And indeed, each Elul and during the following Aseres Yemei Teshuvah, many of us don’t have a problem finding within ourselves more than enough shortcomings to address, even without the clear guidance of some sagely figure. We know ourselves only too well, and we know what we need to do.
So consider it Aseres Yemei Teshuvah, because in a way it is. The pasuk (Yeshayahu 55:6) says of those precious days, “Dirshu Hashem b’himatz’o, kra’uhu b’hiyaso karov — Seek Hashem out when He is to be found, call out to Him when He is close.” But that’s not the only time Hashem is near. Dovid Hamelech says (Tehillim 23:4) of those times when we find ourselves walking through the Valley of the Shadow of Death, ki Atah imadi — for You are with me.
Rav Mottel Pogramansky ztz”l, observed that two verses earlier, in speaking of tranquil times, Dovid uses the more distant, third-person form to speak of Hashem, “Bine’os deshe yarbitzeini, al mei menuchos yinahaleini.” Only when he turns to speak of times of travail does he switch to address his Creator directly — “ki Atah imadi,” because there is no time when He is closer to us than when we are in pain.
Indeed, even in the blackest moments of the wartime Kovno ghetto, Reb Mottel never stopped speaking about the great fortune of experiencing “ki Atah imadi.” Once, he came upon a group of three bnei yeshivah standing near the ghetto wall, the expressions on their faces conveying the utter despondency within. He said to them, “On the other side of the wall stands a German soldier, for whom shooting a Jew is sport, something enjoyable. He would face no consequences whatsoever were he to shoot us dead right here and now. So why doesn’t he? The answer is ‘ki Atah imadi!’ Hashem is right here with us, stopping that rasha from killing us. Is that not reason enough for joy?!”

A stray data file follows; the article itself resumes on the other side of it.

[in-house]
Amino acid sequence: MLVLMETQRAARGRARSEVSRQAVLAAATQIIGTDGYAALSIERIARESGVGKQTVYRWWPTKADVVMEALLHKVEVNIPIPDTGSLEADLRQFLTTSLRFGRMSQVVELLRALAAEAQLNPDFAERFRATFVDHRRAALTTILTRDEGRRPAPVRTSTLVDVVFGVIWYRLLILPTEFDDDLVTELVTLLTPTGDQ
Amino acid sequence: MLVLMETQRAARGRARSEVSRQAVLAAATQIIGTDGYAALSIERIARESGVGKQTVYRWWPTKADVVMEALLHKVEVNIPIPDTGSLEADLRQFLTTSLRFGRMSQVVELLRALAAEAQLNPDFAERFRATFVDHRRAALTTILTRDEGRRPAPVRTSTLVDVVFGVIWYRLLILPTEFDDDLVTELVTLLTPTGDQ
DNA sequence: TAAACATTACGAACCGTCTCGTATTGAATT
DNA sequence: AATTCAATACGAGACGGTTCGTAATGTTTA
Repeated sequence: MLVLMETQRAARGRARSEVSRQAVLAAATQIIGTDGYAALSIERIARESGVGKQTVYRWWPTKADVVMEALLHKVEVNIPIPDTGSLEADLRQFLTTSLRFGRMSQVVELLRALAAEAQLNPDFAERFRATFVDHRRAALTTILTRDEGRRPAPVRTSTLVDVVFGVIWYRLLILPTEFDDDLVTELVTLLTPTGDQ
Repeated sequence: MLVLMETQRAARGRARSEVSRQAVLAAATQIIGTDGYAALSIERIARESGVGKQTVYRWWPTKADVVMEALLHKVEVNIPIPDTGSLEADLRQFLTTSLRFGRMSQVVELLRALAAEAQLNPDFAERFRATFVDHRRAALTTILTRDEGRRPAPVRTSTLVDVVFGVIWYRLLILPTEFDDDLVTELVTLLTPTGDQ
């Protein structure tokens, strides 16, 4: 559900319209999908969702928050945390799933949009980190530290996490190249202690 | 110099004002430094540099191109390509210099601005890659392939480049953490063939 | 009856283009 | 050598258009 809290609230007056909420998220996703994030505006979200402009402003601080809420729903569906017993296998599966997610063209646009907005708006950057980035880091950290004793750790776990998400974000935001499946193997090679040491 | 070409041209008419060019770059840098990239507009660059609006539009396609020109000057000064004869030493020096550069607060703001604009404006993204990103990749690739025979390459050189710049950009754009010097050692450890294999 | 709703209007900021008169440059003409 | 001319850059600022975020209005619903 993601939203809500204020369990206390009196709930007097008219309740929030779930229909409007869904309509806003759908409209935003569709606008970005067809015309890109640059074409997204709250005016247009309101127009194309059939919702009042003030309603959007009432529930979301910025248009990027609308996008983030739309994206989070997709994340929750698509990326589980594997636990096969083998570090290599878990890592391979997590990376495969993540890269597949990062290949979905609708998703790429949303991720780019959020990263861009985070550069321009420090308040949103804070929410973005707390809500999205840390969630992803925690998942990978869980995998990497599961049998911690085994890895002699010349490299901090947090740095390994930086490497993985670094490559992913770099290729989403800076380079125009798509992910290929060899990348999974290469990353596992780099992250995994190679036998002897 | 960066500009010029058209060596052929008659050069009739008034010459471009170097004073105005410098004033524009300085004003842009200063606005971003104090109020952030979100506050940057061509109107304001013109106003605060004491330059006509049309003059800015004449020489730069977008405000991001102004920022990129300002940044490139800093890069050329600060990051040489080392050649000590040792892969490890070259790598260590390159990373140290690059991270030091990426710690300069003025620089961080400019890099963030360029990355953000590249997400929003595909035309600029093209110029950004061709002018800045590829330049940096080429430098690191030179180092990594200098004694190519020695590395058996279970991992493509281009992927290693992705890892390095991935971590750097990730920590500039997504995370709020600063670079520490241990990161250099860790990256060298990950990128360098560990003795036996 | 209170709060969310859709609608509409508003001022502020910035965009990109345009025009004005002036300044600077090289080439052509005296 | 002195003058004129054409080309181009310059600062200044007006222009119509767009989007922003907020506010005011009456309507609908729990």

The Bnei Yissaschar explains the minhag to light fires on Lag B’omer this way: Chazal teach that the primeval ohr, the light from the Garden that Hashem declared to be tov, good, was secreted away in the Hidden Torah. On Lag B’omer, when the count of days remaining until receiving the Torah reaches 17 — the numerical value of tov — that same purely good light begins to cast its glow from its place of concealment deep within the recesses of Torah.
And since on Lag B’omer, we entered the 17-day period of tov, it behooves us to define the word. Dovid Hamelech does so for us in Tehillim (73:28): “Va’ani kirvas Elokim li tov.” Feeling Hashem’s closeness, sensing the “Atah imadi” of this moment in the gei tzalmaves, this Aseres Yemei Teshuvah in the middle of Iyar — that is “tov.”
And with those intimations of Divine intimacy, of the kirvas Elokim — the closeness of Hashem — that represents the only true goodness, filling our beings, we can begin the final approach toward Sinai. We can prepare for the moment of hevi’ani haMelech chadarav (Shir Hashirim 1:4), when the King brings us into His chambers to receive the Torah, the lekach tov He has given us, and will give us once again.
Originally featured in Mishpacha, Issue 859. Eytan Kobre may be contacted directly at firstname.lastname@example.org